TORRANCE, Calif. (AP) — An investigation by the Los Angeles Times has found that hundreds of Southern California criminal cases could be jeopardized after more than a dozen police officers exchanged racist and homophobic text messages.
The officers are current and former members and recruits of the Torrance Police Department in Los Angeles County. They traded hateful comments about people of color, particularly Black people, as well as Jews and members of the LGBTQ community. Other messages spoke about using violence against suspects and lying to investigators about a police shooting.
The newspaper’s story prompted the state attorney general to announce an independent probe of the Torrance Police Department.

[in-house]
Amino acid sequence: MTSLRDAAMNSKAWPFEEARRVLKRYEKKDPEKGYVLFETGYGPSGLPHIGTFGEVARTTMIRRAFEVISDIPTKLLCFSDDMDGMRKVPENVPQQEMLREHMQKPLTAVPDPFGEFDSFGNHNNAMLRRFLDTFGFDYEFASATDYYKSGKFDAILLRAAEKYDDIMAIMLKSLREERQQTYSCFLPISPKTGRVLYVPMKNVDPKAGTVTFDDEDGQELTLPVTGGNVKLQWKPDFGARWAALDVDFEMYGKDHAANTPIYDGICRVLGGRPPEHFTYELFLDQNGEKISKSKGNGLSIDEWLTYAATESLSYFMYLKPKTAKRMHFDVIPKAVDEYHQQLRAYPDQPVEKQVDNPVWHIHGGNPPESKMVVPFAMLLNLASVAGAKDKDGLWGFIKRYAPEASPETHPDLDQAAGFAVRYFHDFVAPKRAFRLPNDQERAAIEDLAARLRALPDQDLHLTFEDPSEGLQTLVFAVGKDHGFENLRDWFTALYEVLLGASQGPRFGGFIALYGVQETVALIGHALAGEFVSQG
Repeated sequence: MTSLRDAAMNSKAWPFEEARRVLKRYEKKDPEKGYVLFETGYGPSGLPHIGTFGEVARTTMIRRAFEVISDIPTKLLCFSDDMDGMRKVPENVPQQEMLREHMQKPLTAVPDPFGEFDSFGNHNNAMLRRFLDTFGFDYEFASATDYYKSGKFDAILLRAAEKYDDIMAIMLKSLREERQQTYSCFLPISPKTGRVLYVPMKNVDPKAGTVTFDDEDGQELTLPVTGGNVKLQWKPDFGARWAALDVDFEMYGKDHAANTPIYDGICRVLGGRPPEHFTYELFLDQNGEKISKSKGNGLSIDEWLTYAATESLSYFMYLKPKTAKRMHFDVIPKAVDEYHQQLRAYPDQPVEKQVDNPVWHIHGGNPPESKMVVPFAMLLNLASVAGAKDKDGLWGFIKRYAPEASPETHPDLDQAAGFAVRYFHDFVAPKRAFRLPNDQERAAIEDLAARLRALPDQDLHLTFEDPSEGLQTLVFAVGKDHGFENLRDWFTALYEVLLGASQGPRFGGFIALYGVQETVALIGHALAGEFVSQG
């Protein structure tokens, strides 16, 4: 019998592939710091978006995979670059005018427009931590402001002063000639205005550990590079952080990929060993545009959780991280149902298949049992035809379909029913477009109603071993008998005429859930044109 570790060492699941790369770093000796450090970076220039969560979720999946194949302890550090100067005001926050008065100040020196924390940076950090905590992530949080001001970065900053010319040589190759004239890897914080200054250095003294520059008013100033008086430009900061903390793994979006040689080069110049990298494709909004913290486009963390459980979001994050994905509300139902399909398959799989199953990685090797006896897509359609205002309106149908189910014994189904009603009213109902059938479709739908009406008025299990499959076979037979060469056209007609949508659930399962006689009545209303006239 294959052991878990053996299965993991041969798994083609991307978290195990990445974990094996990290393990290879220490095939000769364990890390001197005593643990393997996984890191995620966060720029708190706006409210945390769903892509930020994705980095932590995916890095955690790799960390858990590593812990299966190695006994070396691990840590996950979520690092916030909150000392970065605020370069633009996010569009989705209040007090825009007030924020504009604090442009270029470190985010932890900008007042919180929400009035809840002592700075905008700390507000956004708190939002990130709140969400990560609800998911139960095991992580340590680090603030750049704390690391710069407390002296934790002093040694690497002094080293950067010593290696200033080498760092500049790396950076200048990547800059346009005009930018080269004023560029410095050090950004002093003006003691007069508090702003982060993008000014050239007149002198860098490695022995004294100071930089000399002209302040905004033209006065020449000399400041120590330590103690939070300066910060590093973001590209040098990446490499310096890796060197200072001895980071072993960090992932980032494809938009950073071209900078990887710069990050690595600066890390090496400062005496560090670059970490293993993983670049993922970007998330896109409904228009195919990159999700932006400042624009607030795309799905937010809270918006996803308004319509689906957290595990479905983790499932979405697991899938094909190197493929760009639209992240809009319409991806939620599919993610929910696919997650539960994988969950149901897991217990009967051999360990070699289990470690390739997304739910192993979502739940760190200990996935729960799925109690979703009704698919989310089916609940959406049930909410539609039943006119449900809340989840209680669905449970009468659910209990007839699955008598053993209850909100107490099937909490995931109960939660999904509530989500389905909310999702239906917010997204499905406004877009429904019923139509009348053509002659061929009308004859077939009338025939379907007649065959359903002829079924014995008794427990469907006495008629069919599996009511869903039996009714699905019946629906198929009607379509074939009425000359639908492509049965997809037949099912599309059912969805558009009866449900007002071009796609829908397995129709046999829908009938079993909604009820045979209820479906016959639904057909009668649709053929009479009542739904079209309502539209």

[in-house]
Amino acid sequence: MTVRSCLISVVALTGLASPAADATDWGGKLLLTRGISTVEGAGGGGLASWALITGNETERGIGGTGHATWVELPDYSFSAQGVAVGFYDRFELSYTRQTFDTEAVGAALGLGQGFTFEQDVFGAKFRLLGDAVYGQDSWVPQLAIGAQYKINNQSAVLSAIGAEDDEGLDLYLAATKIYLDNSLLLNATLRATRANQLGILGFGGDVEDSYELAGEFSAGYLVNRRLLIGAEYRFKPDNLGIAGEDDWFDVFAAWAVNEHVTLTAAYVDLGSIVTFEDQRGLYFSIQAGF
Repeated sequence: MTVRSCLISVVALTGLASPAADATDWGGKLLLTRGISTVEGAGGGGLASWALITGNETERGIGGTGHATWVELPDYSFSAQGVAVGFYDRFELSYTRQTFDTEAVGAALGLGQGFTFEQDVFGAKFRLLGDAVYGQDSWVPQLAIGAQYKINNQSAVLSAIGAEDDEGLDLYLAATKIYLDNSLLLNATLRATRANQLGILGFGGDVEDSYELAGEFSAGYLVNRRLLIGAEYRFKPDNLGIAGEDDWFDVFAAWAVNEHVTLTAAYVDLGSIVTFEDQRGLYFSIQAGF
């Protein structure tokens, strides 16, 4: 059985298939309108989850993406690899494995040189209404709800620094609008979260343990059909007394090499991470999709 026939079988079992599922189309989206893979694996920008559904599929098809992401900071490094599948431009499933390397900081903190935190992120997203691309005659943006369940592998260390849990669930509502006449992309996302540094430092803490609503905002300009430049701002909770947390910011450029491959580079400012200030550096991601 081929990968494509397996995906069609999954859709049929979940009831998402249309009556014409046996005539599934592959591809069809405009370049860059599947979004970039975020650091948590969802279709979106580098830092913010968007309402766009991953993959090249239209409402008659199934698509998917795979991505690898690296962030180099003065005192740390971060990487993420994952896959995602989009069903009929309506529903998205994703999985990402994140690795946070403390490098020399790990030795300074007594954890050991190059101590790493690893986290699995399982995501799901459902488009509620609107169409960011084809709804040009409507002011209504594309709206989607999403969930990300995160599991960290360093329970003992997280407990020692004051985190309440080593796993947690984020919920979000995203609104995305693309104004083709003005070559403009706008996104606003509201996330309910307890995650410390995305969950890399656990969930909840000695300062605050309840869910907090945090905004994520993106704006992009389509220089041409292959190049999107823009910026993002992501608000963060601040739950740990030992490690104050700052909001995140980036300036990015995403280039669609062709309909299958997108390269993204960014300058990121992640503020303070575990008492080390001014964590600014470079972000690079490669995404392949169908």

“Our communities deserve to know they can get equal justice under the law,” said Attorney General Rob Bonta. “Police departments are on the front lines of that fight every day as they work to protect the people of our state. However, where there is evidence of potentially pervasive bias or discrimination, it can undermine the trust that is critical for public safety and our justice system.
"I applaud Chief Jay Hart for being willing to engage with my office to tackle these concerns head-on. Now is a time for swift action to identify the facts, take corrective measures where appropriate, and work toward community healing. The California Department of Justice will independently and thoroughly review the Torrance Police Department to determine the appropriate path forward. As always, we will go where the facts lead to protect the rights of the people of California.”
“As police chief of the Torrance Police Department, I am committed to accountability, and I will not tolerate any form of bigotry, racism, hate, or misconduct,” said TPD Chief of Police Jay Hart. “In partnership with Attorney General Bonta, I will ensure that needed changes are implemented to regain the public’s trust and confidence.”